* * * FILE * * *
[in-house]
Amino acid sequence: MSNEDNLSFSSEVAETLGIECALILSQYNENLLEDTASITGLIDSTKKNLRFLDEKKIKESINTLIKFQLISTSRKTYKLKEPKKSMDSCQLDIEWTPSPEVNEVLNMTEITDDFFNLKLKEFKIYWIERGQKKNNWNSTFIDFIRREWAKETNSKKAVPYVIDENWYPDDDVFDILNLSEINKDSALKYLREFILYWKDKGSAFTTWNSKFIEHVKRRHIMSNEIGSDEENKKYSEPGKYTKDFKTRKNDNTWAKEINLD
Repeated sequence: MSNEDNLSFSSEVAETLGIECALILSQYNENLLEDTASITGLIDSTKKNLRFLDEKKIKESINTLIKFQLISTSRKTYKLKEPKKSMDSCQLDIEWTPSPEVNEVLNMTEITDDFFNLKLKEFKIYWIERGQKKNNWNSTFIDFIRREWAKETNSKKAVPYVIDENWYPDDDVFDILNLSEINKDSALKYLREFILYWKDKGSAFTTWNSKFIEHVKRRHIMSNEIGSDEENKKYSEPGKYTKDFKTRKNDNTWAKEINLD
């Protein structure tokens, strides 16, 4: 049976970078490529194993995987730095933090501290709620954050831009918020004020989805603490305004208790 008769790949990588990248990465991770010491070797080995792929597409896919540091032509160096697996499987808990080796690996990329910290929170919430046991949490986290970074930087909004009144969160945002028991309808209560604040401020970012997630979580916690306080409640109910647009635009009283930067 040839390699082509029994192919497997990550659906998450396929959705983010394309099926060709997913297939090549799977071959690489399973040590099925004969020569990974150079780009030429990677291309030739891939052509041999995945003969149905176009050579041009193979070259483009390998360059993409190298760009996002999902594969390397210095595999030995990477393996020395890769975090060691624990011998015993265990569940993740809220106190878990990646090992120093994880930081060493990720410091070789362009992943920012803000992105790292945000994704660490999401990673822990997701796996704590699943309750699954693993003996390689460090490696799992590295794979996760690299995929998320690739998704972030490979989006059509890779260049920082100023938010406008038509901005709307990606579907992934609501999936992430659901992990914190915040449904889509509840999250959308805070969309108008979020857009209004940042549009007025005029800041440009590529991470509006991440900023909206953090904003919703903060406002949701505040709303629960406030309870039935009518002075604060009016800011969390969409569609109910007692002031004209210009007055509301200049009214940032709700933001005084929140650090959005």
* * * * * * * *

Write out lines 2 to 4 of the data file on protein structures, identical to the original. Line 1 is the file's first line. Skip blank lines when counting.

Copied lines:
Amino acid sequence: MSNEDNLSFSSEVAETLGIECALILSQYNENLLEDTASITGLIDSTKKNLRFLDEKKIKESINTLIKFQLISTSRKTYKLKEPKKSMDSCQLDIEWTPSPEVNEVLNMTEITDDFFNLKLKEFKIYWIERGQKKNNWNSTFIDFIRREWAKETNSKKAVPYVIDENWYPDDDVFDILNLSEINKDSALKYLREFILYWKDKGSAFTTWNSKFIEHVKRRHIMSNEIGSDEENKKYSEPGKYTKDFKTRKNDNTWAKEINLD
Repeated sequence: MSNEDNLSFSSEVAETLGIECALILSQYNENLLEDTASITGLIDSTKKNLRFLDEKKIKESINTLIKFQLISTSRKTYKLKEPKKSMDSCQLDIEWTPSPEVNEVLNMTEITDDFFNLKLKEFKIYWIERGQKKNNWNSTFIDFIRREWAKETNSKKAVPYVIDENWYPDDDVFDILNLSEINKDSALKYLREFILYWKDKGSAFTTWNSKFIEHVKRRHIMSNEIGSDEENKKYSEPGKYTKDFKTRKNDNTWAKEINLD
């Protein structure tokens, strides 16, 4: 049976970078490529194993995987730095933090501290709620954050831009918020004020989805603490305004208790 008769790949990588990248990465991770010491070797080995792929597409896919540091032509160096697996499987808990080796690996990329910290929170919430046991949490986290970074930087909004009144969160945002028991309808209560604040401020970012997630979580916690306080409640109910647009635009009283930067 040839390699082509029994192919497997990550659906998450396929959705983010394309099926060709997913297939090549799977071959690489399973040590099925004969020569990974150079780009030429990677291309030739891939052509041999995945003969149905176009050579041009193979070259483009390998360059993409190298760009996002999902594969390397210095595999030995990477393996020395890769975090060691624990011998015993265990569940993740809220106190878990990646090992120093994880930081060493990720410091070789362009992943920012803000992105790292945000994704660490999401990673822990997701796996704590699943309750699954693993003996390689460090490696799992590295794979996760690299995929998320690739998704972030490979989006059509890779260049920082100023938010406008038509901005709307990606579907992934609501999936992430659901992990914190915040449904889509509840999250959308805070969309108008979020857009209004940042549009007025005029800041440009590529991470509006991440900023909206953090904003919703903060406002949701505040709303629960406030309870039935009518002075604060009016800011969390969409569609109910007692002031004209210009007055509301200049009214940032709700933001005084929140650090959005």